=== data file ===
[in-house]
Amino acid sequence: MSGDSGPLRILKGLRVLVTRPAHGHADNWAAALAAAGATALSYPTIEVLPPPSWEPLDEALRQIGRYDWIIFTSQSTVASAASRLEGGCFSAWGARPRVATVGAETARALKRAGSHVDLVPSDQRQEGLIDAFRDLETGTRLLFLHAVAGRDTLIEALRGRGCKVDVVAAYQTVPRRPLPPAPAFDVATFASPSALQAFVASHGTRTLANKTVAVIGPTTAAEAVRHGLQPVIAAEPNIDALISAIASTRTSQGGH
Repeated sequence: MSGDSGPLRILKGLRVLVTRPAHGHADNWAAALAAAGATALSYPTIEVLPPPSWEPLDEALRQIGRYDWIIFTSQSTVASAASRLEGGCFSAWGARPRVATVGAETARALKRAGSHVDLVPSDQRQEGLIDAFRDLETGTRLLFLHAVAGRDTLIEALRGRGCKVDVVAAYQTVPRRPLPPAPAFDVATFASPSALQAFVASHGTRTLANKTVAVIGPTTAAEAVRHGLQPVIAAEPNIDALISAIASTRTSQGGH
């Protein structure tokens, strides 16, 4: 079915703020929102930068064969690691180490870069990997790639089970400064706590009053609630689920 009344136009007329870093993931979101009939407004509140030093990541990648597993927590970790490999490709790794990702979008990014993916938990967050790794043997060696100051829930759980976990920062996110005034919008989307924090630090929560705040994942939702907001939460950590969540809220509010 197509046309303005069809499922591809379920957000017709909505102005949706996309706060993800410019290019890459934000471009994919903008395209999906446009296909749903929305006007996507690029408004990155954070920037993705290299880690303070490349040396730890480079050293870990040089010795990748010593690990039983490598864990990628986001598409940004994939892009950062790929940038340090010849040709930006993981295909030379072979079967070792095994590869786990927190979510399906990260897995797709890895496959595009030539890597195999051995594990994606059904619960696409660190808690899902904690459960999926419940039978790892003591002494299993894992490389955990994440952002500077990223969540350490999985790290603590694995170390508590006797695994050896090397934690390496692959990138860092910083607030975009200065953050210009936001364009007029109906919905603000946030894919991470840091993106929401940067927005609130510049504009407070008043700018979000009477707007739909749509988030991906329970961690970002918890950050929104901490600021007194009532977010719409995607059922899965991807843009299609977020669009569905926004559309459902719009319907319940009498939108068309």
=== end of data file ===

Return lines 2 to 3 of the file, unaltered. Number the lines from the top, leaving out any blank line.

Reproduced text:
Amino acid sequence: MSGDSGPLRILKGLRVLVTRPAHGHADNWAAALAAAGATALSYPTIEVLPPPSWEPLDEALRQIGRYDWIIFTSQSTVASAASRLEGGCFSAWGARPRVATVGAETARALKRAGSHVDLVPSDQRQEGLIDAFRDLETGTRLLFLHAVAGRDTLIEALRGRGCKVDVVAAYQTVPRRPLPPAPAFDVATFASPSALQAFVASHGTRTLANKTVAVIGPTTAAEAVRHGLQPVIAAEPNIDALISAIASTRTSQGGH
Repeated sequence: MSGDSGPLRILKGLRVLVTRPAHGHADNWAAALAAAGATALSYPTIEVLPPPSWEPLDEALRQIGRYDWIIFTSQSTVASAASRLEGGCFSAWGARPRVATVGAETARALKRAGSHVDLVPSDQRQEGLIDAFRDLETGTRLLFLHAVAGRDTLIEALRGRGCKVDVVAAYQTVPRRPLPPAPAFDVATFASPSALQAFVASHGTRTLANKTVAVIGPTTAAEAVRHGLQPVIAAEPNIDALISAIASTRTSQGGH